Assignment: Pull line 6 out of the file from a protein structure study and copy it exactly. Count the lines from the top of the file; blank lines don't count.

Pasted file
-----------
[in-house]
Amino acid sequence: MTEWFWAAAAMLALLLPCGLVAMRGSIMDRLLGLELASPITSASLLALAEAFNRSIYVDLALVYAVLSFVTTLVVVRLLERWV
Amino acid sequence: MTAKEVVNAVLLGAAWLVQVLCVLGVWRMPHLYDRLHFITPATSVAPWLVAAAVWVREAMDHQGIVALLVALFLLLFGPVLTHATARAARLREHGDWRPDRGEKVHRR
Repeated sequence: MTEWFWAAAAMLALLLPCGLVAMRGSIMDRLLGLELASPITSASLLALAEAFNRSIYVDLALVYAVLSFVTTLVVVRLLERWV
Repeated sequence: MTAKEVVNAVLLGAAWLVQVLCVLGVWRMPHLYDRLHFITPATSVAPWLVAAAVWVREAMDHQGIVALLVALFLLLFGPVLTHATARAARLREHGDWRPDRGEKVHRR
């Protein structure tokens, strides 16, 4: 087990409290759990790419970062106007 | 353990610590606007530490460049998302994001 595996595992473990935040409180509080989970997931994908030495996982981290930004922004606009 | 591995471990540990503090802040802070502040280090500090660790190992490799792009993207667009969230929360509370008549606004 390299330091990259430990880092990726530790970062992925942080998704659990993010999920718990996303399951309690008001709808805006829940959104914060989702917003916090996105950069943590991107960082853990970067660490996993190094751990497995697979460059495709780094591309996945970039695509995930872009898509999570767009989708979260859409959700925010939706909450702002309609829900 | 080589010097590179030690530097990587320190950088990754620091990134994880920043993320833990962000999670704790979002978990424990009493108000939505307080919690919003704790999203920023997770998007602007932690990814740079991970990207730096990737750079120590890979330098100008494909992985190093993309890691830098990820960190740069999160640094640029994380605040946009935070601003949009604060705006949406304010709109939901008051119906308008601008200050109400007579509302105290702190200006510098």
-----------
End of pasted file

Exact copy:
């Protein structure tokens, strides 16, 4: 087990409290759990790419970062106007 | 353990610590606007530490460049998302994001 595996595992473990935040409180509080989970997931994908030495996982981290930004922004606009 | 591995471990540990503090802040802070502040280090500090660790190992490799792009993207667009969230929360509370008549606004 390299330091990259430990880092990726530790970062992925942080998704659990993010999920718990996303399951309690008001709808805006829940959104914060989702917003916090996105950069943590991107960082853990970067660490996993190094751990497995697979460059495709780094591309996945970039695509995930872009898509999570767009989708979260859409959700925010939706909450702002309609829900 | 080589010097590179030690530097990587320190950088990754620091990134994880920043993320833990962000999670704790979002978990424990009493108000939505307080919690919003704790999203920023997770998007602007932690990814740079991970990207730096990737750079120590890979330098100008494909992985190093993309890691830098990820960190740069999160640094640029994380605040946009935070601003949009604060705006949406304010709109939901008051119906308008601008200050109400007579509302105290702190200006510098």